Hafnaoui’s gold medal is only the third ever won by Tunisia in Olympic swimming and the country’s fifth Olympic gold in all sports. As he stood on the podium, an emotional Hafnaoui was unable to hold back the tears and when asked what his “message to the Tunisian people was”, said:
“I was in tears when I saw the flag of my country being raised and I heard the anthem. felt so proud. I dedicate this to all the Tunisian people. You have a champ now. I’m so happy to have a gold medal, just be proud of me, and that’s all.”Ayoub Ahmed Hafnaoui – by Patrick B. Kraemer
Tunisians have broken Australian hearts before, Oussama Mellouli having denied Grant Hackett what would have been an historic triple in the 1500m freestyle at Beijing 2008 after wins at Sydney 2000, where he denied teammate Kieren Perkins the triple, and 2004.
With no crowd of 20,000 screaming folk fit to terrify a teen at his debut Games and an extra year of maturity granted him by the delay in staging the Games, Hafnaoui entered the fray a man free of expectation and just wanting “to see how close I could get and have fun”.
He was close from go to gold. The race was in the grasp of Australians for 15 of the 16 lengths of the 400m, title favourite Elijah Winnington giving way to teammate Jack McLoughlin after the 150m mark. At every turn from that point, Hafnaoui, out on the wing of battle in lane 8, turned second to McLoughlin, in lane 2, almost a pool apart and never more than 0.35sec away, With American Kieran Smith in the next lane pressing the Tunisian every stroke of the way.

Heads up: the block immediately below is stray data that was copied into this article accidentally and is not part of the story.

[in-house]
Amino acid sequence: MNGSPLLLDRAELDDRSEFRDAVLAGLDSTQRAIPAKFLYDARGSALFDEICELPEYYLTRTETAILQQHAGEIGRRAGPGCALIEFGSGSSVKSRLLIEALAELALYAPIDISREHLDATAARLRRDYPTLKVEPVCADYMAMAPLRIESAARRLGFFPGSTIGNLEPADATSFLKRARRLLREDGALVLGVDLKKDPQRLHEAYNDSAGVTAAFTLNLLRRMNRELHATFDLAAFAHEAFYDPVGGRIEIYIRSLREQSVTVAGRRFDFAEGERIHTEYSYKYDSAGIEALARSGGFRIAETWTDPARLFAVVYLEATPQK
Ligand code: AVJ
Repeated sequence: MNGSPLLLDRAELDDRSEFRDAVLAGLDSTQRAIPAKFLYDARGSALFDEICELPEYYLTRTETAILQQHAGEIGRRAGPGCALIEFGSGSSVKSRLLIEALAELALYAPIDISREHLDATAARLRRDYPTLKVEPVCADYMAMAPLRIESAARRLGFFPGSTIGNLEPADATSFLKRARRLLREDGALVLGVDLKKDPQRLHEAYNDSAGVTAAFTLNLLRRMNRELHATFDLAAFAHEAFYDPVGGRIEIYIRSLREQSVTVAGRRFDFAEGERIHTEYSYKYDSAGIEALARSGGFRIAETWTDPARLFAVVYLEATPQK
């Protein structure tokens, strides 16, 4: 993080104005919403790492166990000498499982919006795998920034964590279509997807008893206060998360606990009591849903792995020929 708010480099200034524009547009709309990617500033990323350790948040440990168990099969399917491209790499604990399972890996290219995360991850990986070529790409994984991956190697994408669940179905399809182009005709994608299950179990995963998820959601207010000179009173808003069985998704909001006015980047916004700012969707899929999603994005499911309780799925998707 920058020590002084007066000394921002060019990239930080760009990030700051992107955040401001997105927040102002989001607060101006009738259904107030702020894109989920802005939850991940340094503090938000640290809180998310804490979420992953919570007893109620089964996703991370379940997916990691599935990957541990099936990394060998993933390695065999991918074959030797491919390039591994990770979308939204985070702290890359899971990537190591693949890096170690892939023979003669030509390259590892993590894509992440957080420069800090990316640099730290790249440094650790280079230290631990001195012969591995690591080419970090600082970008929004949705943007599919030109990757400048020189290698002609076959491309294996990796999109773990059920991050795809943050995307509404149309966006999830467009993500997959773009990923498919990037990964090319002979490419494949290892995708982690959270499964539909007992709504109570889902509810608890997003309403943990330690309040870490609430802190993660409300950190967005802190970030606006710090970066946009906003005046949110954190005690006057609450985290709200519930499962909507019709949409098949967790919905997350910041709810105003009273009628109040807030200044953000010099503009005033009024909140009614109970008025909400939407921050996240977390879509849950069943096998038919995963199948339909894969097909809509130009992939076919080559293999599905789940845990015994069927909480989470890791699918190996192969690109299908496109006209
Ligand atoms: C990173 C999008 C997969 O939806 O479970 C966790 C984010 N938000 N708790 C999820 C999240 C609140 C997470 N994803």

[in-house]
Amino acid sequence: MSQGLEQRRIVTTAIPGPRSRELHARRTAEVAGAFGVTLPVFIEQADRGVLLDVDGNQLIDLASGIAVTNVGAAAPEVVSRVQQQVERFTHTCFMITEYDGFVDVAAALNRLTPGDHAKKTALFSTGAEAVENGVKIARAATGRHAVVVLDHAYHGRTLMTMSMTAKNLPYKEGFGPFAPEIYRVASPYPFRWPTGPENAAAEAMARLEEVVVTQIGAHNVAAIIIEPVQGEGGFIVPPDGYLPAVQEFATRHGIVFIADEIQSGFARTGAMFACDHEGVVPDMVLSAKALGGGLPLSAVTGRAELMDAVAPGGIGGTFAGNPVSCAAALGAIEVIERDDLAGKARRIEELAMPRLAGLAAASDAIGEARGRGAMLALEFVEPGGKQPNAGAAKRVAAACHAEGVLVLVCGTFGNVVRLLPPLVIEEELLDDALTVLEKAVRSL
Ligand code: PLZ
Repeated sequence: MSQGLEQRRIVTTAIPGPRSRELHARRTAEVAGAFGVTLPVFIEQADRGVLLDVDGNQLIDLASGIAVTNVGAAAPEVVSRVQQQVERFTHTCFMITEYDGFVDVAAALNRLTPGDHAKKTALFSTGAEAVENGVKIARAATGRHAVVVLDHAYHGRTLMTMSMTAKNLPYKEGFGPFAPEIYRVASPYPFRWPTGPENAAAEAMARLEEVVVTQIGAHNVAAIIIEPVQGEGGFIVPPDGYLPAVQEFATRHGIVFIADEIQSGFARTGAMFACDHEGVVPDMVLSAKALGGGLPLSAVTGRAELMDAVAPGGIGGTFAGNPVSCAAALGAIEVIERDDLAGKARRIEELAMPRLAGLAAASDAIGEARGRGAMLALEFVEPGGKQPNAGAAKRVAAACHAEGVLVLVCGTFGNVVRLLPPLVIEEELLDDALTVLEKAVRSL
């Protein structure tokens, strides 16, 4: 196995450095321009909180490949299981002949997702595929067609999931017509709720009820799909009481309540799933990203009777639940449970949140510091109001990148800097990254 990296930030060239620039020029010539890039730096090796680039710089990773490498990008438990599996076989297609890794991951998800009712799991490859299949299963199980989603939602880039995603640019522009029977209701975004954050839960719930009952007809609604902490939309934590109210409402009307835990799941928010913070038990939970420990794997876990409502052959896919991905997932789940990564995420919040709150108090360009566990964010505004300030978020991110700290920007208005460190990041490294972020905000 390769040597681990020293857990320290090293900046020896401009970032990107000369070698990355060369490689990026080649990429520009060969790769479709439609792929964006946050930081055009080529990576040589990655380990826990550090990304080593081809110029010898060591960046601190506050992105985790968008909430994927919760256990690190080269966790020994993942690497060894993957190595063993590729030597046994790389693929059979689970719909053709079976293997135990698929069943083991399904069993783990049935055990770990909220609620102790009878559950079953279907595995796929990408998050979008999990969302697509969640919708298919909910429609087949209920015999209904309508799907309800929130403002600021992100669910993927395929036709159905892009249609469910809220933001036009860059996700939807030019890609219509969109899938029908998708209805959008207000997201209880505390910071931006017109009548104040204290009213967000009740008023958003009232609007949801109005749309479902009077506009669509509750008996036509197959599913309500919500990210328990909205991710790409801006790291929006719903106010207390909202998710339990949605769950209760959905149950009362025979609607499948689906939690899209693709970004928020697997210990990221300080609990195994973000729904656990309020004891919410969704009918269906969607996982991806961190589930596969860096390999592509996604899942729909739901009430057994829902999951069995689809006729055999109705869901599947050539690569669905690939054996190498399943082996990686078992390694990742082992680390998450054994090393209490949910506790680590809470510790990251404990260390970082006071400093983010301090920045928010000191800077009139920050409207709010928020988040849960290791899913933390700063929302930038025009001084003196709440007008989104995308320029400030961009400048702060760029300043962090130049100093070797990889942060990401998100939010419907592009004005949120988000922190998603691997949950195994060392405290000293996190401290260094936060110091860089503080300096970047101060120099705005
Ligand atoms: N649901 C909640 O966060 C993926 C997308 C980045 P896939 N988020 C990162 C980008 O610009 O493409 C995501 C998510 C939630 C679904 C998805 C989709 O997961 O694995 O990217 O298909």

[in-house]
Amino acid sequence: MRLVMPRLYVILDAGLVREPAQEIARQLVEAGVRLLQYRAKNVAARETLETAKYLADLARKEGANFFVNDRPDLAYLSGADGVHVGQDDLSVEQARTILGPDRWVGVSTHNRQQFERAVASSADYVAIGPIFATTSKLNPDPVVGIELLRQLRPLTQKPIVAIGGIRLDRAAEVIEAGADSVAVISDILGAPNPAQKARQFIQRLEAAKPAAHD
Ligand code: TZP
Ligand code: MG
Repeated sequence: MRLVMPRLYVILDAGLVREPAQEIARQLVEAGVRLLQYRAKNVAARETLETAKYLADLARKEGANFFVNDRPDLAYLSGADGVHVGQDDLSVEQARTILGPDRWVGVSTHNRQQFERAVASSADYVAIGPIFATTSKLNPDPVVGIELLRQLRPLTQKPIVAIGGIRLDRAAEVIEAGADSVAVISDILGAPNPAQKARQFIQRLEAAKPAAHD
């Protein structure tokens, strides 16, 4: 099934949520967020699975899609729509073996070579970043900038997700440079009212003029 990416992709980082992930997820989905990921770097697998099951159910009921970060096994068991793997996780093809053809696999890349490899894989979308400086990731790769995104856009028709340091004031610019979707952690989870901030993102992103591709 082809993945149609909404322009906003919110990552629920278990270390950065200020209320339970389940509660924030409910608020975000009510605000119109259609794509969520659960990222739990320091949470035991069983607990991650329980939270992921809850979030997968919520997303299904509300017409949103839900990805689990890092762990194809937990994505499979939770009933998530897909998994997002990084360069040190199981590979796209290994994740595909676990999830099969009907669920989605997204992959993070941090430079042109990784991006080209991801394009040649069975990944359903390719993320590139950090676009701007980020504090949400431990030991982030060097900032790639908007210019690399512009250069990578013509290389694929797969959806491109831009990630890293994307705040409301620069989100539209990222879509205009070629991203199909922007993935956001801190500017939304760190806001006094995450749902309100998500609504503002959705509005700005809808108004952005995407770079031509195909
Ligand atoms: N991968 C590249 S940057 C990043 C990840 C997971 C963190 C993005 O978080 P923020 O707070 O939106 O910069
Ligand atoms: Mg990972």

Mack Horton, the Australian who took gold at Rio 2016, missed the cut with a third place at trials in Adelaide last month. Watching the race today, you couldn’t help but wonder whether Horton was in the stands (he’s in Tokyo for the 4x200m relay) with every sinew of his being wishing he’d have been in a fight he surely might have won to become the third Australian in history after Murray Riose and Ian Thorpe to back up.